Summary: When scripture refers to people as sheep, it may not be a compliment. See how the good shepherd watches over us and cares for us even when our actions are senseless.

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The Good Shepherd

March 30, 2014 Psalm 23

Rev. David J. Clark

Late in my first year of college, I was working on a Bible research paper about the 23rd Psalm. What is all of this shepherd imagery about? I learned about how the shepherd took care of the sheep and the green pastures meant that the sheep’s needs were always taken care of. Being led on the right paths means that if we follow God’s ways we are led away from the predators, such as the wolves of greed, envy, prejudice; the lions of fear that can destroy us from the inside. The rod and staff were ways of keeping the sheep in line and even the hook was used to save a sheep that got caught in the rocks. Shepherds led their flocks to high mesas called table rocks where they could look out for danger.

I learned that sheep are high maintenance creatures requiring constant evaluation for parasites and their wounds healed with oil. The Hebrew words for “follow me” at the end of the passage where it says, “surely goodness and mercy shall follow me all the days of my life,” should be translated as something closer to “pursue” Surely, goodness and mercy shall pursue me like a predator to hunt me down. Will I allow God’s intentions of goodness for my life catch up to me or will I devise some means to sabotage the good that God has in store for me? After learning all this, I thought I had a good bead on the meaning of the psalm and how to apply it to everyday life.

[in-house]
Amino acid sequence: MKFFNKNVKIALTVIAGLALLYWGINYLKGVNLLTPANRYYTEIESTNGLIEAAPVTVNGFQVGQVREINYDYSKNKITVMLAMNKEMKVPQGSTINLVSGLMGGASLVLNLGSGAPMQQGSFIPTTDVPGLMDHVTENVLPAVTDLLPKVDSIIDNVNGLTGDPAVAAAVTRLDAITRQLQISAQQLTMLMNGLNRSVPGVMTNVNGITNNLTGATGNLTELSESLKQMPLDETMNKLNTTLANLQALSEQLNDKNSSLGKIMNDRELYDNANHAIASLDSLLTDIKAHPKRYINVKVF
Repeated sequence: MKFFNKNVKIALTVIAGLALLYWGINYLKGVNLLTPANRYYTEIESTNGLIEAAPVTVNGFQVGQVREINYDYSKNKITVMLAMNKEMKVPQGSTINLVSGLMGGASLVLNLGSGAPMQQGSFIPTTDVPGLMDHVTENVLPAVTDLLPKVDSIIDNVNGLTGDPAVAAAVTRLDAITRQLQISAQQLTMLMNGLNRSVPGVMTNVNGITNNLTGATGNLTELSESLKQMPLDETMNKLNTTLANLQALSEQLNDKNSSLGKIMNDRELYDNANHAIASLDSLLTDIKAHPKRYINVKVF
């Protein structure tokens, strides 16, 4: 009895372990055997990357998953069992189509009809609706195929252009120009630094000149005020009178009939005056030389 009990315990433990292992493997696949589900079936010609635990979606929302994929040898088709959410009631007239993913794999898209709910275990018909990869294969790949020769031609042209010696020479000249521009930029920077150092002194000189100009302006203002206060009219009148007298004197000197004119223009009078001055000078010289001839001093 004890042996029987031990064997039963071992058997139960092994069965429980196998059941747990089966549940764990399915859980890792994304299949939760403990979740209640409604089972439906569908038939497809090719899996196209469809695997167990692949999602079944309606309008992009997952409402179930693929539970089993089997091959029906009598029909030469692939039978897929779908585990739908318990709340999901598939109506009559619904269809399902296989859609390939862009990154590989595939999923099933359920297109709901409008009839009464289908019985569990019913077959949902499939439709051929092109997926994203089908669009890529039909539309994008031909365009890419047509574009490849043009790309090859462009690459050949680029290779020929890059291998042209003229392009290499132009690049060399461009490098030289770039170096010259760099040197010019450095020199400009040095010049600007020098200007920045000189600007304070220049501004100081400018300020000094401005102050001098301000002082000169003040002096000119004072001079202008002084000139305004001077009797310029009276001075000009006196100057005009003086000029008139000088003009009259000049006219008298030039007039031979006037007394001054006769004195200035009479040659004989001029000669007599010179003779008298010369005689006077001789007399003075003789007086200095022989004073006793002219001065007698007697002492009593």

I was just about ready to hit the print button on my paper when the phone rang. Someone at the college called saying I could earn some extra money shearing sheep. I explained that although I was from Iowa, I was a city kid, and, “I don’t know anything sheep shearing’. “It’s okay,” I was assured, “you will be working with a guy who has been shearing his whole life. He’ll teach you; just do what he says.”

Bright and early the next morning I showed up at the farm, and met Arthur. He was wearing bib overalls a seed corn cap and well-worn work boots--not nearly as fashionable as me in faded jeans; leather Nike tennis shoes, alligator/Izod polo shirt--with the hot 80’s look of an upturned collar and aviator sunglasses. He looked at me and just shook his head, as if he just realized he was going to have a very long and difficult day.

Basically, my job was to tackle the sheep. Arthur had a bad back so he needed me to round up the sheep and flip them on their backs. Now, I had always been under the impression that sheep were nice passive animals: cute, cuddly, noble creatures with an innate purity. It didn’t take long to figure out that my image was all wrong. During a Pepsi break, I shared with Arthur that I was coming to believe that when the Bible compares human beings to sheep, it isn’t exactly a compliment! Sheep are stupid. Arthur told me they could turn their head to look through a fence, and then not know to turn it back. They just sit there stuck and bleating away for help. Does the Bible mean to say that we are dumb—getting ourselves into awful fixes so we need a shepherd to help get us unstuck? Arthur just smiled.

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